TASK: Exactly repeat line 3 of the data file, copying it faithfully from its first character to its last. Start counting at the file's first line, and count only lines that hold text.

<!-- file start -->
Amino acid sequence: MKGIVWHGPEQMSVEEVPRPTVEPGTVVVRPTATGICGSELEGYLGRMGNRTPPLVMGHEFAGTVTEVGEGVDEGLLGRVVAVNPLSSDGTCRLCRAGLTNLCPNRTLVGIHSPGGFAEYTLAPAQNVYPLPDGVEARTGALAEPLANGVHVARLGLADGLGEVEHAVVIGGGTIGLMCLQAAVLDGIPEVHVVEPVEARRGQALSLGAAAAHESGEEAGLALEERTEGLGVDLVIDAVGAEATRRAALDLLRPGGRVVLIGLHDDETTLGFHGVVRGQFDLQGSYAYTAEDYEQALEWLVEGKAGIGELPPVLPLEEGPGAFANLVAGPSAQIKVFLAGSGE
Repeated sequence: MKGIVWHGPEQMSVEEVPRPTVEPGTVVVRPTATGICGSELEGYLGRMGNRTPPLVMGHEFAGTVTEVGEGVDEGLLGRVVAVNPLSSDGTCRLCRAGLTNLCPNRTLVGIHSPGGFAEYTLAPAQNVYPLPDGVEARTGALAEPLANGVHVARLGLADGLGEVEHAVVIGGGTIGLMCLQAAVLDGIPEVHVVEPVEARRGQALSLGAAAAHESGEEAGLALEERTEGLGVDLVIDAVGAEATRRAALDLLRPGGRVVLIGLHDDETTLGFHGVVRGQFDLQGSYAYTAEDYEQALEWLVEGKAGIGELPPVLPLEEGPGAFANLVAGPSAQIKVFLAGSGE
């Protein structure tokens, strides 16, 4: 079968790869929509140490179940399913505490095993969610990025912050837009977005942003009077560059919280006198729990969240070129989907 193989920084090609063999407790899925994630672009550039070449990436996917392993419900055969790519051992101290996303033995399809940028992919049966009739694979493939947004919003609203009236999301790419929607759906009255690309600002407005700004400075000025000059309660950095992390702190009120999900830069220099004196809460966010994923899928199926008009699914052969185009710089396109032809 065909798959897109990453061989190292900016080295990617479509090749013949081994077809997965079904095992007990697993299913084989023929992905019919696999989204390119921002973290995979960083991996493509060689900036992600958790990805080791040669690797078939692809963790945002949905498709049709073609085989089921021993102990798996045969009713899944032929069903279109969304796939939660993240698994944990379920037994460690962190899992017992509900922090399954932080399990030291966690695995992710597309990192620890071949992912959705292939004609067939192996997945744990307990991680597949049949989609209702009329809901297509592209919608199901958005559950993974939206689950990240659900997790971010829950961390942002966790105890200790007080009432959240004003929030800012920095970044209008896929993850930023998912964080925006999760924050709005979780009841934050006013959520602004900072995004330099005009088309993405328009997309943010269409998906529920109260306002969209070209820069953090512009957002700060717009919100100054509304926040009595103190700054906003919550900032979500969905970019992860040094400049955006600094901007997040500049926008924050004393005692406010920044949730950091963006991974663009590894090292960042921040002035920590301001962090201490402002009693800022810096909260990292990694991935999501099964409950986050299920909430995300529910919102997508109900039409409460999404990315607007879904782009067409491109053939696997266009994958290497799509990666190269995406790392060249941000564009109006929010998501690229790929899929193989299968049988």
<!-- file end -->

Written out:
């Protein structure tokens, strides 16, 4: 079968790869929509140490179940399913505490095993969610990025912050837009977005942003009077560059919280006198729990969240070129989907 193989920084090609063999407790899925994630672009550039070449990436996917392993419900055969790519051992101290996303033995399809940028992919049966009739694979493939947004919003609203009236999301790419929607759906009255690309600002407005700004400075000025000059309660950095992390702190009120999900830069220099004196809460966010994923899928199926008009699914052969185009710089396109032809 065909798959897109990453061989190292900016080295990617479509090749013949081994077809997965079904095992007990697993299913084989023929992905019919696999989204390119921002973290995979960083991996493509060689900036992600958790990805080791040669690797078939692809963790945002949905498709049709073609085989089921021993102990798996045969009713899944032929069903279109969304796939939660993240698994944990379920037994460690962190899992017992509900922090399954932080399990030291966690695995992710597309990192620890071949992912959705292939004609067939192996997945744990307990991680597949049949989609209702009329809901297509592209919608199901958005559950993974939206689950990240659900997790971010829950961390942002966790105890200790007080009432959240004003929030800012920095970044209008896929993850930023998912964080925006999760924050709005979780009841934050006013959520602004900072995004330099005009088309993405328009997309943010269409998906529920109260306002969209070209820069953090512009957002700060717009919100100054509304926040009595103190700054906003919550900032979500969905970019992860040094400049955006600094901007997040500049926008924050004393005692406010920044949730950091963006991974663009590894090292960042921040002035920590301001962090201490402002009693800022810096909260990292990694991935999501099964409950986050299920909430995300529910919102997508109900039409409460999404990315607007879904782009067409491109053939696997266009994958290497799509990666190269995406790392060249941000564009109006929010998501690229790929899929193989299968049988």